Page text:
Twitch Adds Tools To Help Streamers Deal With Copyright Strikes
The tools will make it clearer for streamers where they stand as they deal with copyright claims from other companies.
Twitch is giving streamers new tools that they can use to better track and address copyright claims made on their content. This should make it more transparent when streamers are dealing with strikes that could result in their accounts being suspended or deleted.
As shared in an email obtained by The Verge, there are a few new tools available to streamers now. One will let them mass-delete previously recorded streams, stopping them from showing up when copyright-holders are looking to flag content and reducing the chance they'll get a copyright strike. Another tool also lets them view where they stand on current copyright claims more clearly, which should reduce the surprise-bans we've seen in the past. Any takedown requests will show up in their inbox on Twitch, and there will be more features aimed at addressing these problems later this year.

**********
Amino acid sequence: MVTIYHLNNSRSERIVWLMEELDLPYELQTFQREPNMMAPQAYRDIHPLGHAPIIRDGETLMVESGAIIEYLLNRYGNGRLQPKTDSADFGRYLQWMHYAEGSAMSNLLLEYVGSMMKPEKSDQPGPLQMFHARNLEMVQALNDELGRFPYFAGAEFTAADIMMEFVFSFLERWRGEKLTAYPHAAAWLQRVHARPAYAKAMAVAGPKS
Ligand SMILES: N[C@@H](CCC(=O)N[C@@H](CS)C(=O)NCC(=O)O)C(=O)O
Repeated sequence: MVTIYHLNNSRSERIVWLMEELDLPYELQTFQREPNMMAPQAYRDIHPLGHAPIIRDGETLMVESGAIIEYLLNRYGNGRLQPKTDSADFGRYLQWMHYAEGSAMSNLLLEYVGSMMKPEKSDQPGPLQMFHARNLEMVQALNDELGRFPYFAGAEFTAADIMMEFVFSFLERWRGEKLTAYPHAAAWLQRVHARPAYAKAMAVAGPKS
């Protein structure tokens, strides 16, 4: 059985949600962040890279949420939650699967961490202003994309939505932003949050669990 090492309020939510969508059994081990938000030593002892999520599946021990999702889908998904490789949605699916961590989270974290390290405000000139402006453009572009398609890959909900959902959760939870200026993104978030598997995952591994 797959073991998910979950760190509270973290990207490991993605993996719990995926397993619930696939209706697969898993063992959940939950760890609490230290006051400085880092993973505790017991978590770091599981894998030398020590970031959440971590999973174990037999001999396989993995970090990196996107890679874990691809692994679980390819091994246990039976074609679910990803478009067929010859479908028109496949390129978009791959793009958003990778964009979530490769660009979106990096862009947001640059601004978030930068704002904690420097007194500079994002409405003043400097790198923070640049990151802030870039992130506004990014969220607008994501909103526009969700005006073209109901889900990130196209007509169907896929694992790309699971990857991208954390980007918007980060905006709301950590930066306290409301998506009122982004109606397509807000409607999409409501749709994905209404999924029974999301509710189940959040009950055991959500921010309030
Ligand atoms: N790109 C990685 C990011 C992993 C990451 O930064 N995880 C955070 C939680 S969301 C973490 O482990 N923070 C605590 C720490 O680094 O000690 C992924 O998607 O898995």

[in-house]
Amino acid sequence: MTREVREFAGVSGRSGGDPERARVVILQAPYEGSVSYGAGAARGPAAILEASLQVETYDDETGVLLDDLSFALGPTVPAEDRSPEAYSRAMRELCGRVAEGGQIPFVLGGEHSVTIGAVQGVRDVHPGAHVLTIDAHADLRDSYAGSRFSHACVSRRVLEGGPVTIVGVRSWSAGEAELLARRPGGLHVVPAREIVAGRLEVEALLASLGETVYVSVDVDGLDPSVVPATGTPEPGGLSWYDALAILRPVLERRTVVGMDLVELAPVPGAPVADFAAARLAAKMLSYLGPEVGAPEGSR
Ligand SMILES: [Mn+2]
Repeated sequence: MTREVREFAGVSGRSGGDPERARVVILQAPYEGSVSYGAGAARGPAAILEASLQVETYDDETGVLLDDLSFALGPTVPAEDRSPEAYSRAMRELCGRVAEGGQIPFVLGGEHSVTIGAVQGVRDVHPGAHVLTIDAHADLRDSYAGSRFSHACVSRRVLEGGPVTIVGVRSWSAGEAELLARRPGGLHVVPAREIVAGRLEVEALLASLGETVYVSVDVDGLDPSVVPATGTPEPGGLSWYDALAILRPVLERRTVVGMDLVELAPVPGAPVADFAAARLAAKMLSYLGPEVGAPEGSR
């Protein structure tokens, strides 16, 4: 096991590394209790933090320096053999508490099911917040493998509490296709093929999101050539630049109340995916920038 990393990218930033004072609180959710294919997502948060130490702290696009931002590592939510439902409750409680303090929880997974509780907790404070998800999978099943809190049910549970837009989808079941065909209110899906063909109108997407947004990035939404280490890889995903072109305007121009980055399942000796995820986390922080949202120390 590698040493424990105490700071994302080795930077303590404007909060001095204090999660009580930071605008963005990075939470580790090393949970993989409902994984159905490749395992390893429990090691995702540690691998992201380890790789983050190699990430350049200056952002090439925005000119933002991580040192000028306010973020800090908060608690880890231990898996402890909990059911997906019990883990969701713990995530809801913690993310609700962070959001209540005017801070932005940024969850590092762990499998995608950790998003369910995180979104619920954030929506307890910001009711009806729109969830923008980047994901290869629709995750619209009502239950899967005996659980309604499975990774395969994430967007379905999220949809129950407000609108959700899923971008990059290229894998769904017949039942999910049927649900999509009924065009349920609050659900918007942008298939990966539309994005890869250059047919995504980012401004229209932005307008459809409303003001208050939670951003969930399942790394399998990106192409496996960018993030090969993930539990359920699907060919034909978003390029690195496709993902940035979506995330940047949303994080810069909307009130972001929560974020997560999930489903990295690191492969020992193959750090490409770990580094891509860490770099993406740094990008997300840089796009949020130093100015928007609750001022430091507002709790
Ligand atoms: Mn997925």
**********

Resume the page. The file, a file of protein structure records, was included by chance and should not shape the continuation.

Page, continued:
Twitch has found itself at the center of controversy involving copyrighted content in the past. Last summer, users began to receive waves of DMCA takedown requests based on old clips they still had archived, and Twitch recommended deleting them to make sure their accounts remained intact.
More recently, Twitch replaced the audio at a Metallica concert during BlizzCon with some non-threatening bells, likely so it wouldn't get flagged for copyrighted material. The irony here is that this copyrighted material is owned by Metallica, and the group even sued the file-sharing site Napster back in 2000 over copyright concerns surrounding its music.
Twitch has been the king of video game streaming for years, and it doesn't face much in terms of competition. Micrsoft's Mixer shut down and big-name streamers it had signed to exclusivity deals mostly headed back to Twitch. Streamers don't have many viable alternatives, and Twitch's response to issues hasn't always been met positively. Back in November, for instance, it apologized for how it handled a wave of DMCA requests but also asked streamers to stop playing any recorded music in the background during streams.
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